Been a while since I got into this.
• Iraq: The speaker of the Parliament has been officially ousted
in a move that doesn't seem to bother anyone, not even the speaker, who was kind of a loose cannon. But if anything, it's a symbol of the political power plays
that have gripped the country for the past six months, leading into provincial elections. The Prime Minister is surely consolidating power, using a narrow amount of goodwill engendered by security gains to muscle his competition for power. Maliki wants a strong central government because he's at the head of it, while the Sunni and Kurdish factions want their own authority and independence.
“Maliki is monopolizing all the political, security and economic decisions,” said Omar Abdul Sattar, a Sunni member of Parliament. He listed political parties that he said were turning against the prime minister, including a powerful Shiite party, the Islamic Supreme Council of Iraq, which is fighting Mr. Maliki’s drive to centralize power in Baghdad and pushing to give more to the provinces — where the party has important power bases, particularly in the south. “It’s simply the story of the transformation from a democratic prime minister into a dictator,” he said.
Given Iraq's history with dictatorships, and the fractious nature of ethnic and sectarian divides in the country, this is a natural state of affairs
, which is why the hopeful talk of democratic transformation in the heart of the Middle East was always such rubbish. We invaded Iraq to remove a dictator so they could eventually install another one, this time with a more overtly religious cast. Not that Iraq was a threat to the United States beforehand, but it's hard to see how this made our country any safer, especially when factoring in the human and financial costs.
• Israel: I'm very worried that full-scale fighting
is about to break out between Israel and Hamas in Gaza. Hamas ended its cease-fire last week, and has been lobbing dozens of rockets into Israeli territory. Since Hamas' electoral victory, Israel has sealed off the Gaza strip, turning it into essentially a large prison. Egypt, which has been offering aid and assistance to the Palestinians in Gaza, wants to mediate a truce, but I don't think it's likely. There is a faction in Israel that sees crushing Hamas as part of the road to peace - and that's the LESS hawkish faction! This is going to explode in the next several days. Very worrying.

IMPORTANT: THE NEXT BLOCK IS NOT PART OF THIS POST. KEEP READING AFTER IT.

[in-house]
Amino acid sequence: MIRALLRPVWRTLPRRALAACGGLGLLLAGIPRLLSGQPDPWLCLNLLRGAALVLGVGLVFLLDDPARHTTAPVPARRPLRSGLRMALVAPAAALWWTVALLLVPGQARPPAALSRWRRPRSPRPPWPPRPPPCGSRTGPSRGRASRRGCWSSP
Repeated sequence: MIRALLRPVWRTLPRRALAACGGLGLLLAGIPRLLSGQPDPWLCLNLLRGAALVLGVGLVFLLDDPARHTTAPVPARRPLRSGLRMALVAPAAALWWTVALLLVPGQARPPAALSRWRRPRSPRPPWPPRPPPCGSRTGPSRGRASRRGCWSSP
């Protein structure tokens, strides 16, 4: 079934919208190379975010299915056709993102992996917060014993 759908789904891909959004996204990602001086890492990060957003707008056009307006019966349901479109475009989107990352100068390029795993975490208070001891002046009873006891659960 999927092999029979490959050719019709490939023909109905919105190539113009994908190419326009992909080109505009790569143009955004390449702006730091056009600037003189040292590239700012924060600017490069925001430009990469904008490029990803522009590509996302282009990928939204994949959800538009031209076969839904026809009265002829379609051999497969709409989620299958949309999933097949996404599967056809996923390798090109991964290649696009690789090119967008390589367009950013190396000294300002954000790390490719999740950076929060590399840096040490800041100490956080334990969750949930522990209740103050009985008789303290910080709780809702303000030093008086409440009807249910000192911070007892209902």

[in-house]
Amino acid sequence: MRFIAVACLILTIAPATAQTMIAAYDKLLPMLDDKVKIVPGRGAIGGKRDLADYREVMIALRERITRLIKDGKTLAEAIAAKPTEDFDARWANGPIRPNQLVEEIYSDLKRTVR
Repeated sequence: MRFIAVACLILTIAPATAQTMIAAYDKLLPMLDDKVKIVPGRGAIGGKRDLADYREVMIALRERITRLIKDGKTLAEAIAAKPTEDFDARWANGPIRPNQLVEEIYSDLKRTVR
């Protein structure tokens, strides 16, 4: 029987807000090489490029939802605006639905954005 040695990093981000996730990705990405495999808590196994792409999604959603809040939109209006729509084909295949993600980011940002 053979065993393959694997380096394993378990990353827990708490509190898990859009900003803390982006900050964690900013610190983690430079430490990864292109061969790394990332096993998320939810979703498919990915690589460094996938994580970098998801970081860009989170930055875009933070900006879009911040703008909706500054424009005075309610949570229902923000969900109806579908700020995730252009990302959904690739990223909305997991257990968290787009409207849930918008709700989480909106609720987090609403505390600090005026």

• Japan: The Pacific Rim nation is mired in another deep recession
, as industrial output cratered and deflation appeared imminent. Japan was growing largely on the back of American consumption of their goods the past few years, and so this was inevitable. As America's rise back to prominence is tied to stimulating a home-grown industrial base, it's hard to see how Asian nations like this improve unless we give up and try to return to an unsustainable consumption model again.
• Somalia: The President of the transitional (read: powerless) government is resigning
. By next year, I gather that you will see the Islamic Courts Union back in power here. Ethiopia will pull all their forces out in the next few weeks, and there is little to stop the ICU. And so a US-sponsored war will have produced nothing but more bloodshed and the rise of a powerful cadre of pirates, who reduced global economic trade through thievery. It was a shortsighted solution lacking a regional context, and it failed totally.
• Guinea: I'm not going to lie and say that I am perfectly well-versed about Guinea (not to be confused with Guinea-Bissau or Papua New Guinea), but they've had a coup
by a military junta, which is the 10,834th of the military-led coups in Africa since, oh, last week. The latest in Guinea followed the death of a longtime dictator, Lansana Conte. The cycle of coups and state-sponsored repression is so commonplace on the continent, that it's hard to find a glimmer of hope. The African Union is simply not a strong enough institution to deter the practice.
• Europe: European leaders are talking about accepting some Guantanamo detainees
as a gesture of goodwill toward the new President. Obama is going to have a global honeymoon period where he can really get a lot accomplished, and closing Gitmo should be at the top of that list as pertaining to foreign policy. One possible red flag is the persistence of Robert Gates at the helm of the Defense Department. He is being sued
by Guantanamo detainee lawyers for signing a false affidavit that allowed him to sidestep disclosure of torture. That will not help any charm offensive. Pro Publica has a good roundup of the year in Gitmo here
Labels: Barack Obama, consumer spending, democracy promotion, dictatorships, Europe, Gaza, Guantanamo, Guinea, Hamas, Iraq, Islamists, Israel, Japan, Nouri al-Maliki, recession, Somalia